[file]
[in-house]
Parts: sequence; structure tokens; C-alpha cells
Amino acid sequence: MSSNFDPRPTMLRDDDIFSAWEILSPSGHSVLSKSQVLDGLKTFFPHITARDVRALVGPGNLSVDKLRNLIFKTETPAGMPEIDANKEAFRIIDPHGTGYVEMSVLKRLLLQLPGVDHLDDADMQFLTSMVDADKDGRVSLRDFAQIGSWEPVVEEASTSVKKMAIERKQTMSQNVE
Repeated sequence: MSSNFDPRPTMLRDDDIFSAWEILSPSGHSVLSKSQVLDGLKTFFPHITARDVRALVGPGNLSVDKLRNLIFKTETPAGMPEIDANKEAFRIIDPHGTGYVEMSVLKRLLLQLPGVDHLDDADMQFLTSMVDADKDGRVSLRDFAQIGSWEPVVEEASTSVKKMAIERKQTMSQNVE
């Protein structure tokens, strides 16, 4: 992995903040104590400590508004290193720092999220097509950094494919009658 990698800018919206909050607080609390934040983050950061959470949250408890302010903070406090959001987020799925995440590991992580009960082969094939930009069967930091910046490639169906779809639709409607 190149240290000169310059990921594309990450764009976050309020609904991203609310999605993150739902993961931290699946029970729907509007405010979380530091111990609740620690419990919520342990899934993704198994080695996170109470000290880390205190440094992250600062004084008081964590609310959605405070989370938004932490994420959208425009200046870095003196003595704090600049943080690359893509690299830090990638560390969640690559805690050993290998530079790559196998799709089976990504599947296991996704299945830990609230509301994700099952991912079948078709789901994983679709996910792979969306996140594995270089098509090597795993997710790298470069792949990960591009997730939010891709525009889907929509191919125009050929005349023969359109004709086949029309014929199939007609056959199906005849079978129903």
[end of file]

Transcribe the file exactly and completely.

[in-house]
Parts: sequence; structure tokens; C-alpha cells
Amino acid sequence: MSSNFDPRPTMLRDDDIFSAWEILSPSGHSVLSKSQVLDGLKTFFPHITARDVRALVGPGNLSVDKLRNLIFKTETPAGMPEIDANKEAFRIIDPHGTGYVEMSVLKRLLLQLPGVDHLDDADMQFLTSMVDADKDGRVSLRDFAQIGSWEPVVEEASTSVKKMAIERKQTMSQNVE
Repeated sequence: MSSNFDPRPTMLRDDDIFSAWEILSPSGHSVLSKSQVLDGLKTFFPHITARDVRALVGPGNLSVDKLRNLIFKTETPAGMPEIDANKEAFRIIDPHGTGYVEMSVLKRLLLQLPGVDHLDDADMQFLTSMVDADKDGRVSLRDFAQIGSWEPVVEEASTSVKKMAIERKQTMSQNVE
């Protein structure tokens, strides 16, 4: 992995903040104590400590508004290193720092999220097509950094494919009658 990698800018919206909050607080609390934040983050950061959470949250408890302010903070406090959001987020799925995440590991992580009960082969094939930009069967930091910046490639169906779809639709409607 190149240290000169310059990921594309990450764009976050309020609904991203609310999605993150739902993961931290699946029970729907509007405010979380530091111990609740620690419990919520342990899934993704198994080695996170109470000290880390205190440094992250600062004084008081964590609310959605405070989370938004932490994420959208425009200046870095003196003595704090600049943080690359893509690299830090990638560390969640690559805690050993290998530079790559196998799709089976990504599947296991996704299945830990609230509301994700099952991912079948078709789901994983679709996910792979969306996140594995270089098509090597795993997710790298470069792949990960591009997730939010891709525009889907929509191919125009050929005349023969359109004709086949029309014929199939007609056959199906005849079978129903």